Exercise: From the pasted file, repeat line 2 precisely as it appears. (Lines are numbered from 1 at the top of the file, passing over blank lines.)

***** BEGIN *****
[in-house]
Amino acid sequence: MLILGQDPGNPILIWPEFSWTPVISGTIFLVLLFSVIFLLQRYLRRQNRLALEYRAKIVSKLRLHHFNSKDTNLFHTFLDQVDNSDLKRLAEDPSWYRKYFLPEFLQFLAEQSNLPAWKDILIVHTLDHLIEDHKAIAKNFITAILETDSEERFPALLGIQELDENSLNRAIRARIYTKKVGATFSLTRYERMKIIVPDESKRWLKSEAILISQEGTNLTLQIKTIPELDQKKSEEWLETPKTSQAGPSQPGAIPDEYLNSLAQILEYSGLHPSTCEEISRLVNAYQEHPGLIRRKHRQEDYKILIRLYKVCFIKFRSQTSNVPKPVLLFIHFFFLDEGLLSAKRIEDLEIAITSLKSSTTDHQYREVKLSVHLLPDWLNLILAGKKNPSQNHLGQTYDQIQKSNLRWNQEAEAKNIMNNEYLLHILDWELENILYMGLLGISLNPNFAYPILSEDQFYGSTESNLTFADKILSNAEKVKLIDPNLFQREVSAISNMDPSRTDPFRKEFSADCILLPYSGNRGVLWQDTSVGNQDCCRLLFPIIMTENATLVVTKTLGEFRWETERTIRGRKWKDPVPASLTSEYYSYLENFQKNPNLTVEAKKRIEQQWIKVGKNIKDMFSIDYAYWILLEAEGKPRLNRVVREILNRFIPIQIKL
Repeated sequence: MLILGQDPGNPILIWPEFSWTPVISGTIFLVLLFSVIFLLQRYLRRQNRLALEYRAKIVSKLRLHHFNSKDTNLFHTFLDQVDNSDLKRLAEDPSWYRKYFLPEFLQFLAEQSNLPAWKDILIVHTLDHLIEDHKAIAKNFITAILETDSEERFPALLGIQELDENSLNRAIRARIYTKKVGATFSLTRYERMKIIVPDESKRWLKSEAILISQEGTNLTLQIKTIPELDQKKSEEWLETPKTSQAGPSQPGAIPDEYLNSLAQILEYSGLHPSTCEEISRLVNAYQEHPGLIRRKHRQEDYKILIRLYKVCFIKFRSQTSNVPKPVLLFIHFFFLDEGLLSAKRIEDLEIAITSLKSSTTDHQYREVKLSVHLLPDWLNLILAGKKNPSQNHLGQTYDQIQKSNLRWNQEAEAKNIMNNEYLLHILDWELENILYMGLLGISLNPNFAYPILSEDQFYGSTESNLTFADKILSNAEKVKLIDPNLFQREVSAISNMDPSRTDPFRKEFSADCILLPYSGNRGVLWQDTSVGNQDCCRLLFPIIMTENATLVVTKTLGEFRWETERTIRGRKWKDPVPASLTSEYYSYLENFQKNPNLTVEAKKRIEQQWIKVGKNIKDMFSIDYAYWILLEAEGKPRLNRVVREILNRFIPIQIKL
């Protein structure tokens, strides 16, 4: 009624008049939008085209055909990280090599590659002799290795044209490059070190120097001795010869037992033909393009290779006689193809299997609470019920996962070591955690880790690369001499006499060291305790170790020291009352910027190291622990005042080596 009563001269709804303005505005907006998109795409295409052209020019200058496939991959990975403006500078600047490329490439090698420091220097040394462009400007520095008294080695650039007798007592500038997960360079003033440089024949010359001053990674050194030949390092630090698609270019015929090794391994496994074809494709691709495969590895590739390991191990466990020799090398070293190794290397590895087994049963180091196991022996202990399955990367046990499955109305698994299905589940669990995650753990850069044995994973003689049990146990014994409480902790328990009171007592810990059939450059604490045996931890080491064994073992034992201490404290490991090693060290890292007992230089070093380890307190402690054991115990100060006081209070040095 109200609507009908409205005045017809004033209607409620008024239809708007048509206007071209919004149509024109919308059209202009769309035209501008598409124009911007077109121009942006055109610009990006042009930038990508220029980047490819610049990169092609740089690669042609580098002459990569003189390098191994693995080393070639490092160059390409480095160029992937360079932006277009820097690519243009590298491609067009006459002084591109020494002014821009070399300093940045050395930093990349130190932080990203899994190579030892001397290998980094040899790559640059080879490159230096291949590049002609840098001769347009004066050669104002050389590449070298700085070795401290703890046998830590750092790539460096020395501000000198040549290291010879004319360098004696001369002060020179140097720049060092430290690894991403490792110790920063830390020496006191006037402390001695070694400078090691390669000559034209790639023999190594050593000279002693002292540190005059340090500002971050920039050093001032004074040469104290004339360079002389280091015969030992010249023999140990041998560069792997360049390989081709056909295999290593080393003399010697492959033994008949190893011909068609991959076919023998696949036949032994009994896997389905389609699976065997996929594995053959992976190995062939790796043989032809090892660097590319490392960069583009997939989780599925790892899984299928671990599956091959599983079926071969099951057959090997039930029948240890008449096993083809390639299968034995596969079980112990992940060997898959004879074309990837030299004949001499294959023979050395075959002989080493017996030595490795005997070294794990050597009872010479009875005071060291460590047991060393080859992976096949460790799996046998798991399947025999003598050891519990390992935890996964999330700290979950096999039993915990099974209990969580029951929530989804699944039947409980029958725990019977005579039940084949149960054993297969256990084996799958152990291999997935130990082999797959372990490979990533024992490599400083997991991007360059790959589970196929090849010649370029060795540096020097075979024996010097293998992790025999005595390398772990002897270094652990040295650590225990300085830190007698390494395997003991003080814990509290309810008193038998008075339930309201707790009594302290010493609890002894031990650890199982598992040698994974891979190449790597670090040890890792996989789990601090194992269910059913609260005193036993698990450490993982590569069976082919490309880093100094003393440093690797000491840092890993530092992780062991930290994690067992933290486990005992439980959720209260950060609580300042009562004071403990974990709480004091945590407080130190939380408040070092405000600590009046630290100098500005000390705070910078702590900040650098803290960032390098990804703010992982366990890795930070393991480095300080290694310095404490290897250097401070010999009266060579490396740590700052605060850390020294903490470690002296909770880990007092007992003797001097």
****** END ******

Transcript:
Amino acid sequence: MLILGQDPGNPILIWPEFSWTPVISGTIFLVLLFSVIFLLQRYLRRQNRLALEYRAKIVSKLRLHHFNSKDTNLFHTFLDQVDNSDLKRLAEDPSWYRKYFLPEFLQFLAEQSNLPAWKDILIVHTLDHLIEDHKAIAKNFITAILETDSEERFPALLGIQELDENSLNRAIRARIYTKKVGATFSLTRYERMKIIVPDESKRWLKSEAILISQEGTNLTLQIKTIPELDQKKSEEWLETPKTSQAGPSQPGAIPDEYLNSLAQILEYSGLHPSTCEEISRLVNAYQEHPGLIRRKHRQEDYKILIRLYKVCFIKFRSQTSNVPKPVLLFIHFFFLDEGLLSAKRIEDLEIAITSLKSSTTDHQYREVKLSVHLLPDWLNLILAGKKNPSQNHLGQTYDQIQKSNLRWNQEAEAKNIMNNEYLLHILDWELENILYMGLLGISLNPNFAYPILSEDQFYGSTESNLTFADKILSNAEKVKLIDPNLFQREVSAISNMDPSRTDPFRKEFSADCILLPYSGNRGVLWQDTSVGNQDCCRLLFPIIMTENATLVVTKTLGEFRWETERTIRGRKWKDPVPASLTSEYYSYLENFQKNPNLTVEAKKRIEQQWIKVGKNIKDMFSIDYAYWILLEAEGKPRLNRVVREILNRFIPIQIKL